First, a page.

How To Use An MDI Metered-Dose Inhaler

MDIs look the same on the outside, but each brand is distinctly different in operation and maintenance. Check the patient instruction sheet that came with your inhaler for details on using, cleaning, priming (getting ready to use) and maintaining the device.

Studies show that many patients do not use their inhaler properly, and therefore do not get the expected and needed full dose of medication. You must inhale the spray quickly enough to prevent it from landing on your tongue or inside your cheek, yet slowly enough to let it get deep into your lungs.

Basic step-by-step instructions:

1. Remove the MDI mouthpiece cap and look at the tiny exit hole where the medication comes out of the canister. It should be free of debris or white powder. If it’s not, follow package instructions to thoroughly clean the inhaler.

2. Shake the inhaler if instructed in your patient information sheet. This will mix the crystalline powder medication with propellants and other ingredients inside the canister to ensure the right blend. Note: A few brands of MDI (including Alvesco and QVAR) are blended differently and don’t need shaking.

3. Prime the inhaler if necessary. When the MDI is new and never been used or hasn’t been used in a while, the ingredients may separate. Priming (releasing the required number of sprays into the air) before use ensures the dose you inhale contains the labeled amount
 of medication. 

Note: When using a valved holding chamber, prime the MDI before inserting the MDI mouthpiece into the end port of the chamber.

4. Stand or sit up straight and breathe out completely. Empty your lungs as much as possible to give you room to inhale the medication slowly and deeply.

5. Hold the inhaler upright with the mouthpiece at the bottom and the top pointing up. Position it as instructed by

Slow-Moving Mist Inhalers

New slow-moving mist inhalers, such as the Respimat®, deliver a measured dose of medication in a spray designed to be easier to inhale than a pressurized MDI. Inhalation technique is similar:

  1. Prime the inhaler according to instructions before first use, after 3 days nonuse, or after 21 days nonuse.
  2. Exhale fully; put the inhaler mouthpiece into your mouth and close your lips around it.
  3. Begin a slow inhalation and press the dose release button.
  4. Continue to breathe in slowly and deeply.
  5. Remove the inhaler from your mouth, hold your breath for 10 seconds, then exhale.
  6. Close the cap.

your physician or the medication’s patient instruction sheet. Some recommend holding the inhaler about 1-2 inches away from your open mouth; others recommend putting the MDI mouthpiece between your teeth and closing your lips tightly around it. Be sure to keep your tongue out of the way of the spray. 

Note: Studies show that using a valved holding chamber with your MDI can help increase the amount of medication that gets into your lungs by directing and suspending the medication long enough for you to inhale. After inserting the MDI into the chamber’s port, hold the unit with the top of the MDI canister pointed up. Put the chamber’s mouthpiece between your teeth and close your lips tightly around it. If using a mask, place it tightly over mouth and nose to create a suction hold. Activate the inhaler and inhale.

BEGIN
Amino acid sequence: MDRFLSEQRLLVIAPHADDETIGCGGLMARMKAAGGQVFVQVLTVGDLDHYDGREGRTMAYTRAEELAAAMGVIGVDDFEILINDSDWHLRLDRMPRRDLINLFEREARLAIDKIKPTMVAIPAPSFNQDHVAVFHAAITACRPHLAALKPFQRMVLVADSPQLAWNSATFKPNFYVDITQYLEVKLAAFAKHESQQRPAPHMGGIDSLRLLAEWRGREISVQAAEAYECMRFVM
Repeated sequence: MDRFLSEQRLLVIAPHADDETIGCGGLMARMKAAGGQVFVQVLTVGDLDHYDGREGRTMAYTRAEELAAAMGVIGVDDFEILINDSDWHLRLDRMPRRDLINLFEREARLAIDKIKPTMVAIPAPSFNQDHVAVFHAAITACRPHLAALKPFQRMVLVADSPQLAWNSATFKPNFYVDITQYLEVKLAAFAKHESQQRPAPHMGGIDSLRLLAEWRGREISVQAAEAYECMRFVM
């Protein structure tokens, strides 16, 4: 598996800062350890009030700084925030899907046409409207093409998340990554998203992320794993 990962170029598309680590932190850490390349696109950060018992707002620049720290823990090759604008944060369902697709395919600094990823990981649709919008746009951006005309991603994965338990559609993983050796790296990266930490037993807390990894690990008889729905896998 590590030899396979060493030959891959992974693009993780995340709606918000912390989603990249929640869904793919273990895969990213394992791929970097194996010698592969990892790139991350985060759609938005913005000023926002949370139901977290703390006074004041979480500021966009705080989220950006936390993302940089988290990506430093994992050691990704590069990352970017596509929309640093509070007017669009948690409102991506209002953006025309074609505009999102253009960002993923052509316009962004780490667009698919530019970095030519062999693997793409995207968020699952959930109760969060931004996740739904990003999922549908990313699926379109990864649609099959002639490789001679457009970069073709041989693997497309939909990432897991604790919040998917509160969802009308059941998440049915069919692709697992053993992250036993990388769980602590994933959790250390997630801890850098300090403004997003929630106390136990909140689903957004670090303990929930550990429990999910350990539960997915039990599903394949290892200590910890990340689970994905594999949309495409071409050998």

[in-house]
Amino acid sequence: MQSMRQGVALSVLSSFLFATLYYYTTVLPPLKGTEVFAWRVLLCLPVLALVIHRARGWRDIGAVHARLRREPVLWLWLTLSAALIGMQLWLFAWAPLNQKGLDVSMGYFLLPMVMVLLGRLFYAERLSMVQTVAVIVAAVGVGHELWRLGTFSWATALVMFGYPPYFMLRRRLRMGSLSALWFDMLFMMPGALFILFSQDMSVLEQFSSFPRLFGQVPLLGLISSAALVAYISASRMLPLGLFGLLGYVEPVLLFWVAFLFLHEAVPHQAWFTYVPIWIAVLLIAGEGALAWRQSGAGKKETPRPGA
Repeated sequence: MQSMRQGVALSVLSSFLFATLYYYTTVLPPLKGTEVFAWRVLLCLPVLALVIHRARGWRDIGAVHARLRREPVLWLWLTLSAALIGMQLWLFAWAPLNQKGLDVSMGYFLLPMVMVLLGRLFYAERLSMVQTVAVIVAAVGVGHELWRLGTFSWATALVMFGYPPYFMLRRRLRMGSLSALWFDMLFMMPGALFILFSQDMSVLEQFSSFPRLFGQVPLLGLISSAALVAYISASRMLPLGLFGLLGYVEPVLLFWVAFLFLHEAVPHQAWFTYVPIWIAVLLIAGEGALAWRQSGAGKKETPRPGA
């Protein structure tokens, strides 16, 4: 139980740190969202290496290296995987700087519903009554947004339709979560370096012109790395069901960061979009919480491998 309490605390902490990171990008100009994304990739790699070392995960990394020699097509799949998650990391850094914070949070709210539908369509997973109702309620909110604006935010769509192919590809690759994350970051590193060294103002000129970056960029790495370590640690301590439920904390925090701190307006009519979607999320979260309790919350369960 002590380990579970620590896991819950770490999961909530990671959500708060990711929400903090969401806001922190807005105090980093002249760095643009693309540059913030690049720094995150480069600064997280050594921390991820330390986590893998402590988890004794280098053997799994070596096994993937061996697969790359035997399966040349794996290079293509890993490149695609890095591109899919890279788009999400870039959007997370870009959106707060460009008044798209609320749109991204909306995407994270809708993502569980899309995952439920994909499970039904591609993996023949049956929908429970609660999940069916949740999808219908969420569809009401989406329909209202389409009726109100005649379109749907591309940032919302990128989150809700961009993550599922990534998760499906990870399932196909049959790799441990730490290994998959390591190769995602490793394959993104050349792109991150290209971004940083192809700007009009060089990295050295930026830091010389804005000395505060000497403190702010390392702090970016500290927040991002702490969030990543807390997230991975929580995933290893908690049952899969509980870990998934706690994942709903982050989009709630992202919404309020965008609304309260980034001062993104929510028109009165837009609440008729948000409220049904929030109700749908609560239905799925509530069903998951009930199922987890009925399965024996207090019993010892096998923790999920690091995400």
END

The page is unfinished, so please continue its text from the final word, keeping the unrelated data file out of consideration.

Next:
6. Begin to inhale slowly, then activate the inhaler a split-second later. If you wait too long, you won’t have enough breath left to inhale the medicine deep into your small airways.

7. Continue inhaling slowly for 3-5 seconds, until your lungs are full. 

Note: You might be surprised at how long 3-5 seconds is, so test yourself. Using a stopwatch device or clock with a second hand, begin to inhale and pretend to actuate your inhaler. See how long it takes you to fill your lungs. Did you run out of room in your lungs before 3 seconds? If so, try it again, more slowly. Practice until you’re able to get it right. Then practice again…and again. Some holding chambers featurs a whistle that goes off if you are inhaling too forcefully, a signal that you need to slow down.

8. Hold your breath for 10 seconds, if possible. (You can take the inhaler out of your mouth.) When you hold your breath, you allow the tiny particles of medication to settle on the surface of your airways.

9. Exhale slowly.

10. Repeat steps 2 through 9 if your Asthma Action Plan says to take a second dose. (Skip step 3; your inhaler would not need to be primed again so soon.)

11. Replace the cap on your inhaler and store it where it won’t be exposed to moisture or extreme temperature changes. Check your patient instruction sheet to see if your inhaler needs to be stored in an upright position; some do. 

Note: For best results, store and use the inhaler at normal room temperature – about 77 degrees F. In very cold weather, keep it close to your body, not in your car or in a backpack. If necessary, warm the inhaler with your hands before using it.

12. Clean the inhaler according to its patient instructions, usually weekly. If using water, leave time for the inhaler to air dry. Holding chambers also need to be washed according to instructions.

Watch a video of how to use an MDI

Read More:  Dose Counter: Asthma Inhalers You Can Count On

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